The Deficit Reduction Act of 2005 (DRA) was created to cut Medicare spending and reduce reimbursement fraud. More recent provisions require that hospitals identify high-cost, high-volume healthcare-acquired conditions (HAC) that could have been prevented through the use of evidence-based guidelines. Often times, this means that hospitals are not paid for infections that could have been prevented.
Many of these DRA-classified conditions are transmitted through surgical sites and medical devices, including catheters, ventilators, endoscopes and implants. In order to avoid non-payment, hospitals are looking to better protect surgical surfaces and devices against a broad spectrum of microorganisms.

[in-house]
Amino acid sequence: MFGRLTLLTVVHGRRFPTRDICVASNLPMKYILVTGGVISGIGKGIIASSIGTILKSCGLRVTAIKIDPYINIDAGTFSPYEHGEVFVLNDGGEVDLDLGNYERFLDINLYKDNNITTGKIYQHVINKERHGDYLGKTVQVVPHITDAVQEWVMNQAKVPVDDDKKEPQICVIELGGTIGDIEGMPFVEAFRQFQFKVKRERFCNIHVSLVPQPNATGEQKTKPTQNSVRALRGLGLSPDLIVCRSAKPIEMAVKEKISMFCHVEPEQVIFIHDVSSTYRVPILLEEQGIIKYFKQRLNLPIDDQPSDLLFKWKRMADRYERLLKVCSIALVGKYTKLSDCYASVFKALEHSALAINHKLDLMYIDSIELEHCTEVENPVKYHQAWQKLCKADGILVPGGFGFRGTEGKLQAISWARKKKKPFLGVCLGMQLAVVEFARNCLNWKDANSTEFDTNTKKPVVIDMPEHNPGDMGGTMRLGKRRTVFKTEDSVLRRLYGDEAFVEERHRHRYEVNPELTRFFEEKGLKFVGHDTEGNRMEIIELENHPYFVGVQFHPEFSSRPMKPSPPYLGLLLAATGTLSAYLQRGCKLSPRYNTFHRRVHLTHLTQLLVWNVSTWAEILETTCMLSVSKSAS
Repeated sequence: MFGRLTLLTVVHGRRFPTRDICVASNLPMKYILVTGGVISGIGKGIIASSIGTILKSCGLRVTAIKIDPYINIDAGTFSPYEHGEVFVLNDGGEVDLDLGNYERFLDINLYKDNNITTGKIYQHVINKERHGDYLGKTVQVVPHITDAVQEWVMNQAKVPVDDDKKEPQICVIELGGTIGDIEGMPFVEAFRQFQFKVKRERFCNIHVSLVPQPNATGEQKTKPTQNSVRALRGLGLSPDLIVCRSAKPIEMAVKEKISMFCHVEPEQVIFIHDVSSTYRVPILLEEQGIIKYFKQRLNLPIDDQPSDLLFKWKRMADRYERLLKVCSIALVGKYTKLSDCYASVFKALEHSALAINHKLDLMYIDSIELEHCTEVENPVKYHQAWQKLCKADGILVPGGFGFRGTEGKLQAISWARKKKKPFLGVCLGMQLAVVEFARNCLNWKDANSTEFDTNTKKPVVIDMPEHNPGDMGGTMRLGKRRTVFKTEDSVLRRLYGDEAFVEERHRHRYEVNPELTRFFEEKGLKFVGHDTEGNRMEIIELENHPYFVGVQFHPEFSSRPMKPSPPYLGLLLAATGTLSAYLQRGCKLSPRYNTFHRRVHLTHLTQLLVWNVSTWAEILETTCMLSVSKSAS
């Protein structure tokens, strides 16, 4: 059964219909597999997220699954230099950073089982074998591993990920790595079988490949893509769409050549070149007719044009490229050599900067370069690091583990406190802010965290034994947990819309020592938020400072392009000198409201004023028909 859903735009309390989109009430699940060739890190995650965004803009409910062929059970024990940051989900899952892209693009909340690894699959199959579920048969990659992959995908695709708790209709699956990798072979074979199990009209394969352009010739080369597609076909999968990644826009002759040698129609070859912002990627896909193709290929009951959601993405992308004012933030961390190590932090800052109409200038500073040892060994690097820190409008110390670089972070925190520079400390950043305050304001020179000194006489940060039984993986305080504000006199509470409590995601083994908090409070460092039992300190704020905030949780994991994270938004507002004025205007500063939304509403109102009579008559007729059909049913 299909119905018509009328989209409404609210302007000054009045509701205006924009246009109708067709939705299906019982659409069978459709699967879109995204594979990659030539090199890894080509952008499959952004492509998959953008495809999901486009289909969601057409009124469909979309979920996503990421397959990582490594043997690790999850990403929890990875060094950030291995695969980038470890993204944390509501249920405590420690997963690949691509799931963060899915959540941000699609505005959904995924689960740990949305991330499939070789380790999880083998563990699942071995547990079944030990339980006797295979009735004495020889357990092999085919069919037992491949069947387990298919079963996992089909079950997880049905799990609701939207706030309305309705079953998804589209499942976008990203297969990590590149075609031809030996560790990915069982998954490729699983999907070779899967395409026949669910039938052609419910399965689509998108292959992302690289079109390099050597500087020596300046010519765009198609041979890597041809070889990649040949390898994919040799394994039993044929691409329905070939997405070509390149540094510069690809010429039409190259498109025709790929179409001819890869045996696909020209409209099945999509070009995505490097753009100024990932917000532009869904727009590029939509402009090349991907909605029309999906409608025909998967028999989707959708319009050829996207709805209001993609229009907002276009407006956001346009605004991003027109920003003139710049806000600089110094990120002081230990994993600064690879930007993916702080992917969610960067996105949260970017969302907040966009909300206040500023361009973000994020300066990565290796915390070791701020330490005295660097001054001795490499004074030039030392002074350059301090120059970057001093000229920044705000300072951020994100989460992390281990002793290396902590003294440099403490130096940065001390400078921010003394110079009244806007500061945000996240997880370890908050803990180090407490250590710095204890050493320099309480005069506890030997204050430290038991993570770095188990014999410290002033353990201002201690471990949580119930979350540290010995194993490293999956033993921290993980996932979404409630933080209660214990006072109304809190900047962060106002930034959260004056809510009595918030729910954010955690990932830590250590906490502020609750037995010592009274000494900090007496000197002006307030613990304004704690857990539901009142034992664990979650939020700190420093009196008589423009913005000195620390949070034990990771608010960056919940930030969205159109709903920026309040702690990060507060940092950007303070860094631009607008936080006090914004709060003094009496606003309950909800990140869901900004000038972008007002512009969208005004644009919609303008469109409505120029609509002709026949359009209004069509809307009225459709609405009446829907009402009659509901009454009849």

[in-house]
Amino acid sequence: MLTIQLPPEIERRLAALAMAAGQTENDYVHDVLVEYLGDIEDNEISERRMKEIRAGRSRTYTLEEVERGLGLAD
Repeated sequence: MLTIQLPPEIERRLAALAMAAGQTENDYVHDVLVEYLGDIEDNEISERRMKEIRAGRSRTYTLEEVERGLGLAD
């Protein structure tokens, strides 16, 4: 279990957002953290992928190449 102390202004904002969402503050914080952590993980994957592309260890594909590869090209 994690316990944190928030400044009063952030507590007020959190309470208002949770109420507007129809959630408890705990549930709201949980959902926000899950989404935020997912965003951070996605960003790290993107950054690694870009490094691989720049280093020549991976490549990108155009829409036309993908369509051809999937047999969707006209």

Hospital and other healthcare facilities have turned to Agion-treated medical devices and surfaces to limit patient exposure to dangerous bacteria and, ultimately, reduce the number of preventable infections that not only impact quality care, but also a hospital’s bottom line.